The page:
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How well does calcium intake really protect your bones?

September 30, 2015
  • By Beverly Merz, Executive Editor, Harvard Women's Health Watch

About the Author

photo of Beverly Merz

Beverly Merz, Executive Editor, Harvard Women's Health Watch

Beverly Merz is Executive Editor of Harvard Women’s Health Watch, a publication she helped start in 1993. Before coming to Harvard she was an Associate Editor of JAMA, Managing Editor with the Union of Concerned Scientists, … See Full Bio
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October 2, 2015

Thanks for this information.

sham gawande
October 2, 2015


Linda T.
October 1, 2015

Calcium by itself is not indicated to increase bone density. Weight bearing exercise is essential. Magnesium and Vit D prevent calcium from ending up in the wrong place (in heart arteries) instead of in bones. In addition, adding manganese, boron, Vitamin K, and other nutrients keep the bones happy.

Harold Byerly
October 1, 2015

I am 76 years old and have no calcium deposits in my heart’s arteries. I have taken 600 mg calcium and 300 mg magnesium daily for twenty years and enough vitamin D to reach an optimal blood level of Vitamin D. I also do aerobic exercise 4 to 5 days a week. I have very dense bones. I had to have a bone marrow assay and the doctor broke two needles trying to penetrate my hip bone. I agree with Stan that the amount needed is different for different people and is best determined by blood analysis. As I have aged I had to increase the amount of vitamin D to remain at the optimal level. Currently I am up to 7,000 units of Vitamin D daily.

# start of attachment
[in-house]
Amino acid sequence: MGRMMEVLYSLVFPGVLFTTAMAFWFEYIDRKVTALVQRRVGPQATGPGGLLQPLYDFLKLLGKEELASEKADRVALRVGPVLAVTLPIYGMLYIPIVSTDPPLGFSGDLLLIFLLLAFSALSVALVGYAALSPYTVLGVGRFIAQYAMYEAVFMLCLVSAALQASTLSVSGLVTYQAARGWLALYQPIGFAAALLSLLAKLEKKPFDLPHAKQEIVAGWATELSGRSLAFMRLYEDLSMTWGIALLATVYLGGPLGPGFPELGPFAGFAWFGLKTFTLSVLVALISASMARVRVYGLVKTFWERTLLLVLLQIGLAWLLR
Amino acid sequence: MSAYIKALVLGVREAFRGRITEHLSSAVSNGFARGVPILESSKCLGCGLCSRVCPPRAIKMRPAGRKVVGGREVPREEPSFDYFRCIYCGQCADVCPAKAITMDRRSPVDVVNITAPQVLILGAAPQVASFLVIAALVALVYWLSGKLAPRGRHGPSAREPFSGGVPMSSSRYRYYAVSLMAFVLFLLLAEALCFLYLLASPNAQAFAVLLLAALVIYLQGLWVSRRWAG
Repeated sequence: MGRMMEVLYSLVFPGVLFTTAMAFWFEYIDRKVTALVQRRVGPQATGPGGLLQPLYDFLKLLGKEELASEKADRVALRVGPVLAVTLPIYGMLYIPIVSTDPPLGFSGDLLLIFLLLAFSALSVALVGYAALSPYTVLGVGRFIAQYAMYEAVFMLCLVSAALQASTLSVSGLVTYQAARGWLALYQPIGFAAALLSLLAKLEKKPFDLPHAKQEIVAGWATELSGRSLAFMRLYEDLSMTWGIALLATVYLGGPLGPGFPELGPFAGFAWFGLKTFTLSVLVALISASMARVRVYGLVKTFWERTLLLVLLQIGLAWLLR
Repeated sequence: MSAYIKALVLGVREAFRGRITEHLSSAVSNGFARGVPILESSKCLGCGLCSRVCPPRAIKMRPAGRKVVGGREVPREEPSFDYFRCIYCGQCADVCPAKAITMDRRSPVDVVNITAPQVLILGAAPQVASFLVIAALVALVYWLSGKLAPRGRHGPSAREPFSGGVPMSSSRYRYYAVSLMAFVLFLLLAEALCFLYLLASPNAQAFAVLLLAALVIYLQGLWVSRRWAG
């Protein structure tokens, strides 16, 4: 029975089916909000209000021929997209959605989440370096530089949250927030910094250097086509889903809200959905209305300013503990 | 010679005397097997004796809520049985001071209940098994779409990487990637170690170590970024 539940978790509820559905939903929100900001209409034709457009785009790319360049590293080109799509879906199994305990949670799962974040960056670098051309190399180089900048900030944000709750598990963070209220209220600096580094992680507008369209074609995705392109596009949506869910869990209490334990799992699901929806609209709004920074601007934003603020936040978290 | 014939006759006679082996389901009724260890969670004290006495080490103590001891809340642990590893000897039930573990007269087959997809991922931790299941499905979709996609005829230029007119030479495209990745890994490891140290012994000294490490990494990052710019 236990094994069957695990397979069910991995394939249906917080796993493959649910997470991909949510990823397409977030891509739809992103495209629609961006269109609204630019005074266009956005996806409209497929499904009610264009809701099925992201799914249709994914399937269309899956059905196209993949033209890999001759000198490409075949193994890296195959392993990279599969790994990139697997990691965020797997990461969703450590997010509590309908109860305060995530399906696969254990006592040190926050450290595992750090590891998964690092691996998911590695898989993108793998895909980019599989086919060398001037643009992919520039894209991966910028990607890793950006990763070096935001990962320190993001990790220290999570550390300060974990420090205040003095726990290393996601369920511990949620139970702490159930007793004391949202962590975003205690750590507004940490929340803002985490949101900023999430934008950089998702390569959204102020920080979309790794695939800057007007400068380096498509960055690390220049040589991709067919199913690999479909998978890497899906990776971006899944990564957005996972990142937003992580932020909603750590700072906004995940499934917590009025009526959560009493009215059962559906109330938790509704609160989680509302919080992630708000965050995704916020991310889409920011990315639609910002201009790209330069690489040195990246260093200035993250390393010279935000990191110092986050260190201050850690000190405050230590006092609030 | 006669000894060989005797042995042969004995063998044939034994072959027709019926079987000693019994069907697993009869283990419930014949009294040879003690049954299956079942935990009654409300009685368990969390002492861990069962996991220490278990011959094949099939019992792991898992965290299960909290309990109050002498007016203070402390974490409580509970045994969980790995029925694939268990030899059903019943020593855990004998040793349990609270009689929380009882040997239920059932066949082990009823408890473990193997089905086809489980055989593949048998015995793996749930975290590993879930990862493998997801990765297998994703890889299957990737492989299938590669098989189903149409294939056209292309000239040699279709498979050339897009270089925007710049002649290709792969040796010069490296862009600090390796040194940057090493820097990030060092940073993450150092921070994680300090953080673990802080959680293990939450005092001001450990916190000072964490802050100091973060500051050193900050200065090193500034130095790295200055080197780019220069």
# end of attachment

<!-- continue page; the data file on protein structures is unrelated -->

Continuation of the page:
Stan Bass
October 1, 2015

I’m a 71-year-old Vietnam Era Vet, retired Sr. H.R./Safety Director, and lifelong (since 1977) long-distance runner and racer, including marathons. (Not a big shot, in fact, pretty slow, but constant, including up/down hills and mountain trails.)

One thing I’ve learned about these studies, as well as a myriad of studies about diet (e.g. “China Studies,” is that no matter how good or thorough they are, they rarely if ever look at the subjects’ exercise habits. I have learned (for example, after a near-health disaster just months after trying a vegan diet without adding several important supplements) that it is evident that a whole different nutrition regime applies, or should apply, to regular exercises. For example: what is the effect of calcium/magnesium supplements for people who regularly run distance and/or lift heavy weights? I believe the effect of supplements is different, and possibly more positive, in effect for those who exercise and use their body as the Great Spirit intended it to be utilized and cared for.

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